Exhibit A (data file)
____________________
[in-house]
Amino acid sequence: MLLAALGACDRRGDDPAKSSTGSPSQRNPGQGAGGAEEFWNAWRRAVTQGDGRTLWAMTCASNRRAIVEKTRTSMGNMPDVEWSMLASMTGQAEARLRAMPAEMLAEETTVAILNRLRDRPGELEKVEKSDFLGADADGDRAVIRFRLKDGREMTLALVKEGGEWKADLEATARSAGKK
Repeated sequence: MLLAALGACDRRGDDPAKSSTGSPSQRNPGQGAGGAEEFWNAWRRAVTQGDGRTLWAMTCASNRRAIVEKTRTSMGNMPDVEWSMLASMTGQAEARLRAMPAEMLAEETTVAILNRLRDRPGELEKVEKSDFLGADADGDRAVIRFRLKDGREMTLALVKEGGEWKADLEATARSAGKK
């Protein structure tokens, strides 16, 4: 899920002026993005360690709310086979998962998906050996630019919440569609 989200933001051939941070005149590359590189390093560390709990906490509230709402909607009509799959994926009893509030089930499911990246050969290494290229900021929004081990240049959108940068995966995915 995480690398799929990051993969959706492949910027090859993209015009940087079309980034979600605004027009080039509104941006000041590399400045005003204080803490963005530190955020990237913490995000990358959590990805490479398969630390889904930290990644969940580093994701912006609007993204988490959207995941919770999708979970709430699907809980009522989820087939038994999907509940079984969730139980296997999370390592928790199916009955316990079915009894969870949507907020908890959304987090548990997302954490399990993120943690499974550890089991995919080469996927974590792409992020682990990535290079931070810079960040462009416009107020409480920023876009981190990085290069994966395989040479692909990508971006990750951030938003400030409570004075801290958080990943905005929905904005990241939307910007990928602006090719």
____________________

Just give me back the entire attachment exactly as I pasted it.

[in-house]
Amino acid sequence: MLLAALGACDRRGDDPAKSSTGSPSQRNPGQGAGGAEEFWNAWRRAVTQGDGRTLWAMTCASNRRAIVEKTRTSMGNMPDVEWSMLASMTGQAEARLRAMPAEMLAEETTVAILNRLRDRPGELEKVEKSDFLGADADGDRAVIRFRLKDGREMTLALVKEGGEWKADLEATARSAGKK
Repeated sequence: MLLAALGACDRRGDDPAKSSTGSPSQRNPGQGAGGAEEFWNAWRRAVTQGDGRTLWAMTCASNRRAIVEKTRTSMGNMPDVEWSMLASMTGQAEARLRAMPAEMLAEETTVAILNRLRDRPGELEKVEKSDFLGADADGDRAVIRFRLKDGREMTLALVKEGGEWKADLEATARSAGKK
């Protein structure tokens, strides 16, 4: 899920002026993005360690709310086979998962998906050996630019919440569609 989200933001051939941070005149590359590189390093560390709990906490509230709402909607009509799959994926009893509030089930499911990246050969290494290229900021929004081990240049959108940068995966995915 995480690398799929990051993969959706492949910027090859993209015009940087079309980034979600605004027009080039509104941006000041590399400045005003204080803490963005530190955020990237913490995000990358959590990805490479398969630390889904930290990644969940580093994701912006609007993204988490959207995941919770999708979970709430699907809980009522989820087939038994999907509940079984969730139980296997999370390592928790199916009955316990079915009894969870949507907020908890959304987090548990997302954490399990993120943690499974550890089991995919080469996927974590792409992020682990990535290079931070810079960040462009416009107020409480920023876009981190990085290069994966395989040479692909990508971006990750951030938003400030409570004075801290958080990943905005929905904005990241939307910007990928602006090719």